The Student News Site of Tarrant County College

The Collegian

The Student News Site of Tarrant County College

The Collegian

The Student News Site of Tarrant County College

The Collegian

CD Review

By Frankie Farrar-helm/entertainment editor

The Cold Still, The Boxer Rebellion’s latest album, released Feb. 7, could be described as a fair representation of the band’s achievements to date.

The record has impressive musicianship, the level of which, one could argue, can be reached only after 10 years of touring and recording music.

The Boxer Rebellion, a London-based quartet, formed in 2000 when lead singer Nathan Nicholson moved to Britain from Tennessee. Looking to form a band, he teamed up with Australian guitarist Todd Howe, whom he met through an Internet want ad for musicians, before meeting bassist Adam Harrison and drummer Piers Hewitt.

Although hardly a household name, The Boxer Rebellion made history when its last album, Union, became the first self-released album to break into the U.S. top 100 on digital sales alone. Since then, the band members starred as themselves in the Hollywood film Going the Distance and secured the services of Kings of Leon producer, Ethan Johns.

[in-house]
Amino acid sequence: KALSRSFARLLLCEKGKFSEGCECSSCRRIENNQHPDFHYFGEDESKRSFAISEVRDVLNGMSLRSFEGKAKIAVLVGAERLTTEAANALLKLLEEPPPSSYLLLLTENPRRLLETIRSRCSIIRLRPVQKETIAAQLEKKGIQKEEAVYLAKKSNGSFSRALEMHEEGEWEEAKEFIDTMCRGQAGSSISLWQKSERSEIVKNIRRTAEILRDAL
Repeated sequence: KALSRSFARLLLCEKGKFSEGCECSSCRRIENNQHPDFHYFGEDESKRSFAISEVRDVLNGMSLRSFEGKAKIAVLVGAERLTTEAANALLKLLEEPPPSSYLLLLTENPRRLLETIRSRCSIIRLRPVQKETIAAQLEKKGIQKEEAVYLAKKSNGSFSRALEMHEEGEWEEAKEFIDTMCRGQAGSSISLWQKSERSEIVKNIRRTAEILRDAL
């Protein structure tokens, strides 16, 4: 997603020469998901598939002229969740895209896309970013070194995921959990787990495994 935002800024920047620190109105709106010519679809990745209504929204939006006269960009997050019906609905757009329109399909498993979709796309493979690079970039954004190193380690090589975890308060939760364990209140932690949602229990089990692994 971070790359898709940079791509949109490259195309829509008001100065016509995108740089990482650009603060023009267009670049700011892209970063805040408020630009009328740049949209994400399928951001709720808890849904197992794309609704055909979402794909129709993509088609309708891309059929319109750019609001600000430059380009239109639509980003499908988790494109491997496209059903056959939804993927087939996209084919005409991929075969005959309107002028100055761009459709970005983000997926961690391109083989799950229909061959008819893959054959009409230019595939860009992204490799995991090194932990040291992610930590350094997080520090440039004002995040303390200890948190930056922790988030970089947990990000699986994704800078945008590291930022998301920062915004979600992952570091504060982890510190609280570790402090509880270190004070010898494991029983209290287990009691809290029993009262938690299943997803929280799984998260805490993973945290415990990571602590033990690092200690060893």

The Cold Still is an appropriate name for this new compilation. It’s more sober, more gradual than previous works. The songs flow rather than move instantaneously from one area to the next. Each instrument has been skillfully captured.

“Caught by the Light,” the fifth track on the album, showcases the richness that the band has strived for — a song where lead guitar lines are layered over heavenly piano crescendos. This beautiful song exemplifies the band’s maturity and musical harmony. “Locked in the Basement” and “The Runner” are unforgettable songs even though there’s nothing to particularly distinguish the band from their better-known peers. Lead single “Step Out of the Car,” which was performed on David Letterman last year, sets back to the pace and volume that fans of previous albums know.

To complement the compassionately woven guitar parts that hold this album together are delicately pronounced poetic lyrics. One example is the bonus track “Spitting Fire” where Nicholson sings, “Dreams in fiction, lost religion, but I don’t mind … ’cause I spit fire on lovers and liars.”

Some songs, however, have words with no emotional pull or melody that commands the listener’s attention. During certain moments toward the end of the record, various elements begin to feel stagnant, dampening the overall effect of the better songs.

Arguably the group’s most cohesive and significant album to date, despite its few minor flaws, The Cold Still is also undoubtedly the easiest to become attached to.

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